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Philo of Alexandria and the Epistle to the Hebrews on the Concept of the Spiritualization of the Cult


The Epistle to the Hebrews contains one of the most unique Greek lexicology and syntax of all the New Testament writings. Behind syntax, however, there lies a very profound theological vision on topics such as Christ, Temple, holiness, perseverance and salvation. Studying Hebrews against the background of Graeco-Roman culture, the source that most contemporary scholars mention as being closest to the world of Hebrews in this context is Philo of Alexandria. Not only on philological grounds, but also in matters of methods of interpreting the Old Testament cult and in theology, Hebrews and Philo share a very common background. Analyzing the Epistle to the Hebrews comparatively, we are bound to ask whether or not comparsions such as these are warranted. In the following study we will state the state of the problem and then will examine the two sources that seem to have served as a source of inspiration for the author of Hebrews: the Old Testament and Philo of Alexandria. We will focus exclusively on the issues of the method of allegory and the spiritualization/reinterpretation of Old Testament cultic entities, since both Philo and Hebrews are characterized by these concerns. In essence, we will want to know who or what served as the most plausible source of inspiration for the author of Hebrews in the particular area of the reinterpretation of the Old Testament cult.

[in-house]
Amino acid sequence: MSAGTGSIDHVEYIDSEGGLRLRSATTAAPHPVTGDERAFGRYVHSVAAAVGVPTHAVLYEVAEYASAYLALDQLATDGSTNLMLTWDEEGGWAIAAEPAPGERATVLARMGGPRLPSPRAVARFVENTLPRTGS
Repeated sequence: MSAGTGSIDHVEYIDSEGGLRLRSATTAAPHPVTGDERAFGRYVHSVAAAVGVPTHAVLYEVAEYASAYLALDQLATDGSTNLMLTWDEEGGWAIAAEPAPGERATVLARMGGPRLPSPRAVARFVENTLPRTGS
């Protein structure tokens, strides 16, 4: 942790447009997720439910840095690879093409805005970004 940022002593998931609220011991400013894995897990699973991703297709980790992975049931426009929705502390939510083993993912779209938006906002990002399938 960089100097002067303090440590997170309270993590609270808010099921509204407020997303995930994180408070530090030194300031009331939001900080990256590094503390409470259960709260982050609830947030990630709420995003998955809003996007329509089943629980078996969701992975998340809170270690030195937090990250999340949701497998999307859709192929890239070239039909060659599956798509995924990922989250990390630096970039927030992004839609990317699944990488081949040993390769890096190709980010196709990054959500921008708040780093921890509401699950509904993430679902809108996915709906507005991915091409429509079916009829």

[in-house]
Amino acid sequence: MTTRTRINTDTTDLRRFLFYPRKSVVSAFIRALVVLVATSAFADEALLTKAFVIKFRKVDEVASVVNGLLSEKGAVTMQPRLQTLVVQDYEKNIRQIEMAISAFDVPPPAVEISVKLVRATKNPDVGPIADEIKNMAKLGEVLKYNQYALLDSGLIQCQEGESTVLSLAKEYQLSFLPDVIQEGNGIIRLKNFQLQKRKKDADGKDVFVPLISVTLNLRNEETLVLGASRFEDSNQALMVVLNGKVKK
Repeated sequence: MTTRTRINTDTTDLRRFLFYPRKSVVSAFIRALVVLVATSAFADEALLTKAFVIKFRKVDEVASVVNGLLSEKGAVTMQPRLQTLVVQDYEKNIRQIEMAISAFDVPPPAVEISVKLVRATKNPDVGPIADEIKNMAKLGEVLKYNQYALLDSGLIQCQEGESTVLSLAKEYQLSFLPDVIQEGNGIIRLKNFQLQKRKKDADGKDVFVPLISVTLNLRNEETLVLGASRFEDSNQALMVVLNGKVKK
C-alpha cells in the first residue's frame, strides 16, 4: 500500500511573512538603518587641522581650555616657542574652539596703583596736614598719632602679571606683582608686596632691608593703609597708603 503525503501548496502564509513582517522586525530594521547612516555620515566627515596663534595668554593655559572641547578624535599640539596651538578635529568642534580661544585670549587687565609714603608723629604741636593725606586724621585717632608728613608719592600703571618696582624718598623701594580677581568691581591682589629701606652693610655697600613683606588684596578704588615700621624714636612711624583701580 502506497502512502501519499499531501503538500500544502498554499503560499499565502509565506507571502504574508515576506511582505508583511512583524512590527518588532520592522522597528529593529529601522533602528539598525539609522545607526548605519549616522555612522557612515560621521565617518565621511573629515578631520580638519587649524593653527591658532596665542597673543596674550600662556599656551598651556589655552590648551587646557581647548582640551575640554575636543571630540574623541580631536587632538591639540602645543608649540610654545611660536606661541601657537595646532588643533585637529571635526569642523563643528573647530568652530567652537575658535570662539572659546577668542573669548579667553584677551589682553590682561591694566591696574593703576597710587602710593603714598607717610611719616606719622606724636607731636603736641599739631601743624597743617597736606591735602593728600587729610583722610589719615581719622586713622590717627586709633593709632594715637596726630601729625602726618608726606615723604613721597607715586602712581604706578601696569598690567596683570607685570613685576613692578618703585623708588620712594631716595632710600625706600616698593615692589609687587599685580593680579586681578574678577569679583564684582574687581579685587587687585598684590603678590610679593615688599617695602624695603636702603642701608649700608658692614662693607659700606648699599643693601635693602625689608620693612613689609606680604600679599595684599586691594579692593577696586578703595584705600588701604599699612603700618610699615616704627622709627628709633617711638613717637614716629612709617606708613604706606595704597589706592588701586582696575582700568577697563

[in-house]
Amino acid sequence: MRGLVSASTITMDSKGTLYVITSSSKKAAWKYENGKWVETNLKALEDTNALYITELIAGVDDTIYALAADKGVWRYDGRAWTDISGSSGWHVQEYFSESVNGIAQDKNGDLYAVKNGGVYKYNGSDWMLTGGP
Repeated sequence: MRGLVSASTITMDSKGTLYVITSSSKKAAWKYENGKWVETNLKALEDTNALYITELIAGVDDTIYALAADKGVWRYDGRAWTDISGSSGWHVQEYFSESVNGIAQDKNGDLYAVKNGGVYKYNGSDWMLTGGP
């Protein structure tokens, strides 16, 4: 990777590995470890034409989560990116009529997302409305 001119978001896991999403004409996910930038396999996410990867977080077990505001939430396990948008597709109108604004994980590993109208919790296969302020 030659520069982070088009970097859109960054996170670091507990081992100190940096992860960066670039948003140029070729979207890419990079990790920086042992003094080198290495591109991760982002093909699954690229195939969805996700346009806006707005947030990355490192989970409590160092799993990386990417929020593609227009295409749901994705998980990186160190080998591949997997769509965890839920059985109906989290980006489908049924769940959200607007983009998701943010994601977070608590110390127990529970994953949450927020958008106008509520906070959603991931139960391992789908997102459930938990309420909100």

Częstotliwość wydawania:
3 razy w roku
Dziedziny czasopisma:
Theology and Religion, General Topics and Biblical Reception